Experimental Practices and Philosophical Traditions: Organizing and Disseminating Knowledge in Early Modern Europe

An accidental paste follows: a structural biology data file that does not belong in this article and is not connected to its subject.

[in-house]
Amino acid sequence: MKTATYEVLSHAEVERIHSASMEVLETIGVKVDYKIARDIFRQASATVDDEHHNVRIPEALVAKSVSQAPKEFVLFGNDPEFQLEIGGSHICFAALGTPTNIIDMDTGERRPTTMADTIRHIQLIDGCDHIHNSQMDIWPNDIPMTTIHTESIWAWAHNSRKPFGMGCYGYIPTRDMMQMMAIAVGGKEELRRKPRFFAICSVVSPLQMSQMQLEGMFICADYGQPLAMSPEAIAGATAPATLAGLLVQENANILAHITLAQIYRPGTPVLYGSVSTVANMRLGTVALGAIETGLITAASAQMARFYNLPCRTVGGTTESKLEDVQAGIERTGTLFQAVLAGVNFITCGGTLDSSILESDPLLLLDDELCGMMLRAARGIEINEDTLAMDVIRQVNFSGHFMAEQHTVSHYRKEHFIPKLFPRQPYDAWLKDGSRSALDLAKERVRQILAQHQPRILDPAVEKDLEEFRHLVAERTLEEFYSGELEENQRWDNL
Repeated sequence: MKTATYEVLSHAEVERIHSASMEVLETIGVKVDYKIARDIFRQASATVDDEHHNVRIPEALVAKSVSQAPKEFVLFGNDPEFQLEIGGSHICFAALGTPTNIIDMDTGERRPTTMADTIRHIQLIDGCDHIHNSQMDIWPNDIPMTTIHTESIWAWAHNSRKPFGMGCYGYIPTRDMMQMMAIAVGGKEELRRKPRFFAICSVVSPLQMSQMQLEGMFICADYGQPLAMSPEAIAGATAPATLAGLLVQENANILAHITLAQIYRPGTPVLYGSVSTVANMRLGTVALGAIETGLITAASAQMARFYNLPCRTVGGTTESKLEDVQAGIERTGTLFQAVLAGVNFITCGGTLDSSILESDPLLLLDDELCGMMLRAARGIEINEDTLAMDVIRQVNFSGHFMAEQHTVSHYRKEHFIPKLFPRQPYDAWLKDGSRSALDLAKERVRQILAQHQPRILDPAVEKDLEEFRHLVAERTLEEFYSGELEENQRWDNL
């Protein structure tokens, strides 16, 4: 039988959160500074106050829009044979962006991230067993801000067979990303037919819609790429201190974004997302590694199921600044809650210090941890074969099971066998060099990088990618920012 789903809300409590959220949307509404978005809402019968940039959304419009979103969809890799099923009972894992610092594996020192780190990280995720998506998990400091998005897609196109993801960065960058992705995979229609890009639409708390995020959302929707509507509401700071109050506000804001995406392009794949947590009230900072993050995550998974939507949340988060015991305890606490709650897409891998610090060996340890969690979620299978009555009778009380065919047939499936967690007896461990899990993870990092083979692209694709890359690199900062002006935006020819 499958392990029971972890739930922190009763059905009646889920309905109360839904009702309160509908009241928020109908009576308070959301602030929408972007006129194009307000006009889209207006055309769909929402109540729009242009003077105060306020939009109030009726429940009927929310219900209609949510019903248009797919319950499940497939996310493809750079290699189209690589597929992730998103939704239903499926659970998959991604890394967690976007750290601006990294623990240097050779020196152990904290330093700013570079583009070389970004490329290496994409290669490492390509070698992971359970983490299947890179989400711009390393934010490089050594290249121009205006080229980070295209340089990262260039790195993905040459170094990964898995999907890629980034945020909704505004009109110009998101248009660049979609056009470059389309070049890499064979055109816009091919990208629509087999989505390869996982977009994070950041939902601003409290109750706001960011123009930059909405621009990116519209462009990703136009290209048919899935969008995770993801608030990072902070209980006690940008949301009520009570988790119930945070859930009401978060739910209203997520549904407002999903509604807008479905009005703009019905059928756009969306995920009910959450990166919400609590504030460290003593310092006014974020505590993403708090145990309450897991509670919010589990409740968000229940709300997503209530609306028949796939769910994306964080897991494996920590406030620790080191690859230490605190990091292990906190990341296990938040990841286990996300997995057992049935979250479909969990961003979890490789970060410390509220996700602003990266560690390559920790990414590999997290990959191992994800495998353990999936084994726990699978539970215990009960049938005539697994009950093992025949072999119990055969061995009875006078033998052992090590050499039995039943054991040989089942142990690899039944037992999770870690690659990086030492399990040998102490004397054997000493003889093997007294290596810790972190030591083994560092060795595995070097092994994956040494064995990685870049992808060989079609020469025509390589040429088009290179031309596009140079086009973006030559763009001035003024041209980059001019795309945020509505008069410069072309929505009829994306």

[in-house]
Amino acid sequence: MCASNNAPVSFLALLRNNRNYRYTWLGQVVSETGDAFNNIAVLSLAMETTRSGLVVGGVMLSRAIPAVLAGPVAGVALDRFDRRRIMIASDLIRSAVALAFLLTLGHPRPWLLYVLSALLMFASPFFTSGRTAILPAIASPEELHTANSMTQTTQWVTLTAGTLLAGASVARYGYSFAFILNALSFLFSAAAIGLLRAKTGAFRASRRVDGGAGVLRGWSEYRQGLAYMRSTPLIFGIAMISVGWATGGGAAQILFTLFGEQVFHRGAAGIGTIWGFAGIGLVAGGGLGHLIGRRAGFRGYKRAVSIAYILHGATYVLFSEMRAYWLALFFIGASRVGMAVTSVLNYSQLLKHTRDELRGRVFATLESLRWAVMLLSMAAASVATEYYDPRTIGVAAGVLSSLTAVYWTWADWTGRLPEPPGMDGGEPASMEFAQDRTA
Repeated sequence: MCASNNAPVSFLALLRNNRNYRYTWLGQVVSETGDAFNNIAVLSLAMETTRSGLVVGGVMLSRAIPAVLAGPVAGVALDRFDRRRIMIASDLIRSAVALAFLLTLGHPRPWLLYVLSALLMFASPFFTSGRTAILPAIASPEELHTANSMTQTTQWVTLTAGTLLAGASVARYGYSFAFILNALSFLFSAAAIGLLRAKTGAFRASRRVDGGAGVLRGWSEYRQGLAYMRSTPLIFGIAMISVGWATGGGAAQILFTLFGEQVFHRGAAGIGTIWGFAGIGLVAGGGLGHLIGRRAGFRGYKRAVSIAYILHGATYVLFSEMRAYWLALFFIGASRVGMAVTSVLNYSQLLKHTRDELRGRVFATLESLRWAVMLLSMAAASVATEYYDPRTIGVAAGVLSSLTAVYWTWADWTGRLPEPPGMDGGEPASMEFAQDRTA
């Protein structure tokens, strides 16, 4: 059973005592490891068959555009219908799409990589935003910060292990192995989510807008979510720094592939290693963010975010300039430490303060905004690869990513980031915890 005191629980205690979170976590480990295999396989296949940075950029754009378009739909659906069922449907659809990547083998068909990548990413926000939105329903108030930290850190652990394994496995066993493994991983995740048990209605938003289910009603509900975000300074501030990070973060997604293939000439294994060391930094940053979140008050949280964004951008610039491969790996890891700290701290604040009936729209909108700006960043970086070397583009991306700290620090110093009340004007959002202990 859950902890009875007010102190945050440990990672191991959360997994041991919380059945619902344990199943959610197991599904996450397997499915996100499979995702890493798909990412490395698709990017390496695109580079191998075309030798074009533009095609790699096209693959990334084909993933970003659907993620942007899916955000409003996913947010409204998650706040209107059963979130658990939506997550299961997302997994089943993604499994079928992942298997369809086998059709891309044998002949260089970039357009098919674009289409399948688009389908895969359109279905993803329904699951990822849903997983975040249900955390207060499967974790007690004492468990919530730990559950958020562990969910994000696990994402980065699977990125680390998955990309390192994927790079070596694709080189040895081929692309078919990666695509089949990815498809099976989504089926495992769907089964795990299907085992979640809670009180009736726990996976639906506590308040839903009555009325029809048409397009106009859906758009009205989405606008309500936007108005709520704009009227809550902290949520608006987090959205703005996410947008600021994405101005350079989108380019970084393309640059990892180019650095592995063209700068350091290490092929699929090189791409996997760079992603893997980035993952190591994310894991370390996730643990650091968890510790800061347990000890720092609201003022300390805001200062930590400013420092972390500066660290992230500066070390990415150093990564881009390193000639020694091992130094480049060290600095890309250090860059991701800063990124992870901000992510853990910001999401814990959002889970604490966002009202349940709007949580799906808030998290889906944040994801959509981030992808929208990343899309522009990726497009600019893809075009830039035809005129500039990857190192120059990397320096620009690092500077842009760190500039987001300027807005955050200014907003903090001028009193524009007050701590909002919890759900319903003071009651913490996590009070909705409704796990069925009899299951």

In an era characterized by the recovery of ancient wisdom and by geographical discoveries, the body of knowledge as understood by the scholastics was too narrow to encompass this emerging new world. This big amount of information, gathered either from nature or from books, needs to be organized, classified, utilized for the advancement of knowledge and put into suitable forms to be transmitted further. As a consequence, the Aristotelian-Scholastic authority is discarded when new arising philosophical schools provide models of investigating the natural world. Even amongst those who consider nature to be the ultimate authority, there still exists a rivalry for interpreting the results of experimental practices, for finding the genuine method of demonstration and the appropriate technique for the investigation of nature and discovery of certainty.